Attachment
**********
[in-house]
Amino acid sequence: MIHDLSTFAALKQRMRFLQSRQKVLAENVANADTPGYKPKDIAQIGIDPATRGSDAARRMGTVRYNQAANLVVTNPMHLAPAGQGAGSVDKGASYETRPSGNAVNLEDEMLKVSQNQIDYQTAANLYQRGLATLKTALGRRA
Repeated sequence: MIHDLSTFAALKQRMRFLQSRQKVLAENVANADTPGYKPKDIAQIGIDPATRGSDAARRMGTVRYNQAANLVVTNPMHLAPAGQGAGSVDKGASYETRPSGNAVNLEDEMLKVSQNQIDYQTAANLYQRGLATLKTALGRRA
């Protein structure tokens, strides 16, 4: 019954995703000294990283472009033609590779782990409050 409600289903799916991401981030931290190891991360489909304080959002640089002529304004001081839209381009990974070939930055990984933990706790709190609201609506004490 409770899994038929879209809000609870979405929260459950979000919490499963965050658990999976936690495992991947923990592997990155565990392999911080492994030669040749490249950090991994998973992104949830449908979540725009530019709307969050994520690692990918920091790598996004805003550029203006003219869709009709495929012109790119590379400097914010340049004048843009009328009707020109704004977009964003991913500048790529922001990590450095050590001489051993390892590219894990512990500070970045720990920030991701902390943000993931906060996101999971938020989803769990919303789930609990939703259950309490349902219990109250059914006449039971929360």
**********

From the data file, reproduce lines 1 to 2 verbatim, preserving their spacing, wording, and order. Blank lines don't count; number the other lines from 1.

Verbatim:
[in-house]
Amino acid sequence: MIHDLSTFAALKQRMRFLQSRQKVLAENVANADTPGYKPKDIAQIGIDPATRGSDAARRMGTVRYNQAANLVVTNPMHLAPAGQGAGSVDKGASYETRPSGNAVNLEDEMLKVSQNQIDYQTAANLYQRGLATLKTALGRRA